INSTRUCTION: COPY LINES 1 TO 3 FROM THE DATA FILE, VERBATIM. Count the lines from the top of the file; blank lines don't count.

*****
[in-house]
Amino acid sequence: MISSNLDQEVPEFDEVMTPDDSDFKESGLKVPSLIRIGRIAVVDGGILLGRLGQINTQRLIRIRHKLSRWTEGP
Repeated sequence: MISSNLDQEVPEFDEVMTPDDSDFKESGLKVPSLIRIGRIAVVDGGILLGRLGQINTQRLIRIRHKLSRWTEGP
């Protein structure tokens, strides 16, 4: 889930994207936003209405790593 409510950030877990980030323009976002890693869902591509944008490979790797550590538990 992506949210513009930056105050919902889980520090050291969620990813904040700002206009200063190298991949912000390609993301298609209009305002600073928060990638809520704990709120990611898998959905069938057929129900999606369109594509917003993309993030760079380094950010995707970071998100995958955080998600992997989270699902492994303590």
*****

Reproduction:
[in-house]
Amino acid sequence: MISSNLDQEVPEFDEVMTPDDSDFKESGLKVPSLIRIGRIAVVDGGILLGRLGQINTQRLIRIRHKLSRWTEGP
Repeated sequence: MISSNLDQEVPEFDEVMTPDDSDFKESGLKVPSLIRIGRIAVVDGGILLGRLGQINTQRLIRIRHKLSRWTEGP